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We went to some of the top trend-tracking and resource groups to distill the shifts and changes in good-for-you product supply and demand of the past year. Organizations that contributed generously to this issue include Datamonitor USA (www.datamonitor.com), New York, as well as Business Insights Ltd. (www.globalbusinessinsights.com), London; Hort Research (www.hortresearch.co.nz), Auckland; Innova Market Insights (www.innova-food.com), Duiven, Netherlands; the International Food Information Council (www.ific.org), Washington; and Mintel International Group Ltd. (www.mintel.com), Chicago. Their invaluable input helps us provide you with a comprehensive picture of the trends impacting the quarter-trillion dollar healthy foods industry.
Market analysis group Business Insights Ltd. reported earlier in the year that “the following key market trends will comprise the lion’s share of the future of wellness foods and beverages:
And according to the Helmut Kaiser Consultancy group, Tubingen, Germany,(www.hkc22.com), about 400 Companies worldwide in R&D and Production use nanotechnologies and molecular science in food processing.
“Energy is top, and will remain top,” asserts Datamonitor’s “Insights Into Tomorrow’s Nutraceutical Consumers” report. “Energy is the biggest functional need driving U.S. nutraceutical sales. Americans bought energy-boosting products worth $6.5 billion in 2004, accounting for a third of total nutraceutical sales. Energy products are concentrated within the confectionery and soft drinks categories, but also include other products ranging from fortified peanuts through to nutraceutical flatbreads.”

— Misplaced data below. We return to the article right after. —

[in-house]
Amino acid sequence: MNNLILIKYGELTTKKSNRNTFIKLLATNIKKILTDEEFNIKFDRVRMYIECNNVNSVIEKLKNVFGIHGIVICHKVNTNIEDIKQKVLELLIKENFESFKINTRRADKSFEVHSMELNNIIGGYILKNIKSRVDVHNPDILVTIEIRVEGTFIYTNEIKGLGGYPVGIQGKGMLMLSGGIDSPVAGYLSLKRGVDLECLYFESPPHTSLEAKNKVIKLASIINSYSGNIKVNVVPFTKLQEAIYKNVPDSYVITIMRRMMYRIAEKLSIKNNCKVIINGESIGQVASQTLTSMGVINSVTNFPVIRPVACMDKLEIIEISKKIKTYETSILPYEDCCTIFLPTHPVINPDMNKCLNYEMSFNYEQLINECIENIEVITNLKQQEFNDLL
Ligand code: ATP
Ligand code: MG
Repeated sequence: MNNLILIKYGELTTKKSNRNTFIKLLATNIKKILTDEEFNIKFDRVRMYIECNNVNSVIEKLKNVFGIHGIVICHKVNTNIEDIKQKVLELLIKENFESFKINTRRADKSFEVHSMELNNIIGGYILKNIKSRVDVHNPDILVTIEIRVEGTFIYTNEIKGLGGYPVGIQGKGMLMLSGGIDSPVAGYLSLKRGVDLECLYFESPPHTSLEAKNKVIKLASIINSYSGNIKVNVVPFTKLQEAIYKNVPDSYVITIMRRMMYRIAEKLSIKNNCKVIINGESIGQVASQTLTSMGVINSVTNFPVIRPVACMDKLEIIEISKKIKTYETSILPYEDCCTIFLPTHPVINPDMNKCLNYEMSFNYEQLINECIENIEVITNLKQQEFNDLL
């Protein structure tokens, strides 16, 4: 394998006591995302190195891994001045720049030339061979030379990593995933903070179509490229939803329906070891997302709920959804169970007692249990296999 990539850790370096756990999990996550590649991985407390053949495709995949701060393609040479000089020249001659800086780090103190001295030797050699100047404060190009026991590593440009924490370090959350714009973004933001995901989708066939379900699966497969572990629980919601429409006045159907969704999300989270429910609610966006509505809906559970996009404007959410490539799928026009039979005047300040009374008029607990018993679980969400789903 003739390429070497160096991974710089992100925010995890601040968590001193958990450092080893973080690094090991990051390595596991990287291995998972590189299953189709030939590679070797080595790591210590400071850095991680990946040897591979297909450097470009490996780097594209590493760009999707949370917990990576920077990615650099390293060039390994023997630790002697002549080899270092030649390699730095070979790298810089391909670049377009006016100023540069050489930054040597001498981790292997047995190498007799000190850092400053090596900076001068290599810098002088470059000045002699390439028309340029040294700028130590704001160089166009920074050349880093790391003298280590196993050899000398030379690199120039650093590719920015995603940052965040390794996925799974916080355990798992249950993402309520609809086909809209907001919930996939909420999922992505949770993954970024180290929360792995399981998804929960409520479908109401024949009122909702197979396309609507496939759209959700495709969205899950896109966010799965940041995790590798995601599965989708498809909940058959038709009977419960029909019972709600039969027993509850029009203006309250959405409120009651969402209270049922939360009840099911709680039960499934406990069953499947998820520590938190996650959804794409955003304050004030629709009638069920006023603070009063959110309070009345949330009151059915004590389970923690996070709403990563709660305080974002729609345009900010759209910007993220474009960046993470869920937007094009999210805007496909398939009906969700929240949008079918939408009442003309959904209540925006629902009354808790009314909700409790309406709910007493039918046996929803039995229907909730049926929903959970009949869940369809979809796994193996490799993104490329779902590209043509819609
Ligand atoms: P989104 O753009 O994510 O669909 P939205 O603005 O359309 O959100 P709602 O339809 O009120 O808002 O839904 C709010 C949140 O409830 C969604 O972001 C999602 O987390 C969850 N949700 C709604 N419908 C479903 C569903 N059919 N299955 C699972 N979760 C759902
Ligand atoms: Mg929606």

Heart-health is the second largest category, reflecting millions of Americans' susceptibility toward cardiac problems. The market was worth $4.1 billion in 2004, and sales have been growing by more than 8 percent per year over the past five years. Heart-health products range from cereal to olive oil, covering all products that the FDA recognizes as reducing the risk of coronary disease.
Nutraceutical products targeted at gut health are of limited popularity in the U.S., despite being a leading category in Europe. This reflects the relative unpopularity of active yogurt in the US because of consumer wariness - a large proportion of gut health products in Europe are in this category. However, as tastes start to change, gut health has been by far the fastest-growing nutraceutical category in the US, with annual growth of more than 23 percent over the 1999 to 2004 period.
Designing and producing food by shaping molecules is the future of the food industry, according to Helmut Kaiser. The consultancy also predicts nanotechnology and nano-bio-info convergence will influence over 40 percent of food industries to 2015. The nanofood market doubled from $2.6 to $5.3 billion from 2003 to 2005 and is expected to reach $20.4 billion in 2010. The risk for the food companies lies not in not entering the nanotechnology, but entering too late.
Business Insights points to young adults as the key marketing targets for new healthy food and drinks: growing consumer awareness of the benefits of consuming certain ingredients, are likely to be more health conscious and have less cemented purchasing/consumption patterns.
The group believes snacks to be the most innovative category in healthy food and drinks. The reasoning is that snacks can easily be reformulated; single-serve products provide convenience to the functional food and drinks consumer.
According to Datamonitor, “Manufacturers believe the most important functional products to consumers are those targeting weight loss and energy needs, while long-term health concerns are the least important aspects of well-being. This reflects a tendency for nutraceutical consumers to focus on the short-term benefits of products, as would be expected from their general consumption behavior.”
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